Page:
Brooklyn College conferred the largest number of bachelor’s and master’s degrees and advanced certificates in the past three decades at back-to-back Commencement Exercises held on June 1 and 2.

The total number of degrees awarded was 4,141, the largest number recorded by the college since Spring 1977, when The New York Times reported that “just under 6,000” degrees were conferred.

This year’s total represented a jump of more than 700 above the 3,406 degrees and advanced certificates that were conferred on graduating students last year. This year’s figure also topped any other institution of higher learning in the borough.

Brooklyn College conferred 2,770 bachelor’s degrees and 1,371 master’s degrees and advanced certificates to graduating students. The master’s ceremony was held on June 1 in the 2,400-seat Walt Whitman Auditorium, and the bachelor’s ceremony followed under clear skies at an outdoor ceremony the next morning on the Central Quad.

Both ceremonies were presided over by President Karen L. Gould, who was assisted by Provost William A. Tramontano.

Gould told the master’s candidates that their number represented 130 languages and 180 nations. She said that they had worked hard, but that they also had “your departments and programs, your faculty and family” to thank for helping them along.

At the baccalaureate exercises, she told the graduates, “You have been diligent in your studies and dedicated to achieving your goals. You have met our high academic standards and overcome personal challenges as well. And you have made many friends and found many supporting mentors along the way.”

The college handed out honorary degrees to two alumnae:

  • Dr. Bernice Resnick Sandler, ’48, who has worked for more than 40 years to guarantee that learning and employment in the world of education are open to women and girls, leading The New York Times to label her the “godmother of Title IX.” She was presented with an honorary doctorate of humane letters.
  • Dr. Carol Cooperman Nadelson, ’57, professor of psychiatry at the Harvard Medical School and founding director of the Office for Women’s Careers at Brigham and Women’s Hospital in Boston. She has worked to advance the careers of women in science and medicine, and to promote greater understanding of women as patients. She was presented with an honorary doctorate of science.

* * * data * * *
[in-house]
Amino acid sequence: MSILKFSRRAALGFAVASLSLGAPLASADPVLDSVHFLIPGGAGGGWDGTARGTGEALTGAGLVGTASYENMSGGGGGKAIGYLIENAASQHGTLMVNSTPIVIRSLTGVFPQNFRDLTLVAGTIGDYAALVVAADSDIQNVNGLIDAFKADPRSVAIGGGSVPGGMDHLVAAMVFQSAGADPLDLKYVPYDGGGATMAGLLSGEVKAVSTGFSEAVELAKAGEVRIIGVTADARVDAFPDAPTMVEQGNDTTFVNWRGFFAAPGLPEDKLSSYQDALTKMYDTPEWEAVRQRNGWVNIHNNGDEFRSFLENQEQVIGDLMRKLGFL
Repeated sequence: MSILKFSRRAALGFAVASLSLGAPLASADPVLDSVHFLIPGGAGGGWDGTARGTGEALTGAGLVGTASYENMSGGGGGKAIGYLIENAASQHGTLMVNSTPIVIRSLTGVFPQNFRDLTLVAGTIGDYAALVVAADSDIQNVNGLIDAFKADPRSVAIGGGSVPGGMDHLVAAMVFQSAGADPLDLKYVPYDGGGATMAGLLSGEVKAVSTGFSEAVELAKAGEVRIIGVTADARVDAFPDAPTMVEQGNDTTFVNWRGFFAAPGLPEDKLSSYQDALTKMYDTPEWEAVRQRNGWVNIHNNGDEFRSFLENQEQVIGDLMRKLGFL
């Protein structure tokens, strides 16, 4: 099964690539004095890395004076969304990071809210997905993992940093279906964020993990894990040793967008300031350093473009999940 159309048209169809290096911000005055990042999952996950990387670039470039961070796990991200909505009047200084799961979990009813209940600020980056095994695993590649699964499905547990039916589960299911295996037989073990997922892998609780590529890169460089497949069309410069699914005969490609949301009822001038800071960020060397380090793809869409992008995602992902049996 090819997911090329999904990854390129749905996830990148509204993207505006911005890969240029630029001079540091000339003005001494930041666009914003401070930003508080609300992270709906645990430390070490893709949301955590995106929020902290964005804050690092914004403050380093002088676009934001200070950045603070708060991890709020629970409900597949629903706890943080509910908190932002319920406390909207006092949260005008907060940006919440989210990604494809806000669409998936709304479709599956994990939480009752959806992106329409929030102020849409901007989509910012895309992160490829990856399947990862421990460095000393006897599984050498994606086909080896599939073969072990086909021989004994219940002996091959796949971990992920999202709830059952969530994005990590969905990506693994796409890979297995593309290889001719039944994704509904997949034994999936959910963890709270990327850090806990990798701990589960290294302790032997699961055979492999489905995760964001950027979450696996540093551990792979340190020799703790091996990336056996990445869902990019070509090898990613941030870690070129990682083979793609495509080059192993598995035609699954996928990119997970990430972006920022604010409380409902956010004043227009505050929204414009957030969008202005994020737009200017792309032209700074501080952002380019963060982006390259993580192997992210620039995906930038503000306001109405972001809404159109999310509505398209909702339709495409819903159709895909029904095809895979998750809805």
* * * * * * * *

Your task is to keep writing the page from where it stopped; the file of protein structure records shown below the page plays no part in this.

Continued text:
The keynote speaker at the master’s commencement was space scientist Joel Levine, ’64, who holds the title of senior research scientist in NASA’s Langley Research Center Science Directorate and also serves as chief scientist and principal investigator for the proposed ARES (Aerial Regional-scale Environmental Surveyor) Mars Airplane — a robotic, rocket-propelled aerial vehicle that NASA plans to use in a search for indications of life on Mars.

“I was influenced by this outstanding institution and its very dedicated and excellent faculty,” Levine told the graduates, paying special tribute to the late professor of physics and astronomy, Theodore E. Smits, who also served as the director of the Brooklyn College Observatory on the roof of Ingersoll Hall.

“I first saw the planet Mars from on top of Ingersoll Hall,” the Brooklyn native said. “Little did I know that I would spend the next four decades involved in our nation’s program to explore the red planet.”

Such a program could only have been constructed, however, by a strong and educated nation, Levine said. He warned that the United States is losing its place as the world’s preeminent leader in the fields of physics and astronomy due to both a growing lack of emphasis on STEM (Science, Technology, Engineering and Mathematics) curriculum and fewer students pursuing careers in the sciences.

Barry E. Hill, ’71, served as keynote speaker at the bachelor’s degree ceremony. He is currently senior counsel for environmental governance at the U.S. Environmental Protection Agency’s Office of International and Tribal Affairs, and a visiting scholar at the Environmental Law Institute, the nation’s leading think tank in environmental law and policy. He has spent his career advocating for marginalized communities.

Both Levine and Hill received Distinguished Alumni awards.

Two other alumni — both from the Class of 1962 — were honored with a Presidential Medal: Edwin H. Cohen, who spent 40 years in the Greater New York real estate brokerage field and is now a partner and principal of Prism Capital Partners, LLC, and Bernard H. Garil, who has built a successful 50-year career in financial regulation, brokerage and investment management, and established a noteworthy record of charitable giving.

Brooklyn College’s third Rhodes Scholar, Pakistan-born Zujaja Tauqeer, who will spend the next two years at Oxford University, addressed her fellow graduating seniors at the baccalaureate ceremony. Her counterpart at the master’s ceremony was Robert Agyemang, ’08; M.A., ’11, president of the Graduate Student Organization.

“Brooklyn College students defy clichés,” Tauqeer said in praise of her classmates. “It is the Brooklyn College students who face world-class faculty, get good grades, go to work, supporting one or more family members and still volunteer in our communities.”

Among the guest speakers at the two exercises were: Dr. Frank D. Sanchez, CUNY vice chancellor for student affairs; City Councilman Jumaane D. Williams, ’01, M.A., ’05; Simeon O. Iheagwam, ’06, Brooklyn College Foundation trustee; U.S. Senator Charles Schumer; Brooklyn Borough President Marty Markowitz, ’70; Iris Weinshall, ’75, CUNY vice chancellor for facilities planning, construction and management; and Ron Schweiger, ’70, president of the Brooklyn College Alumni Association.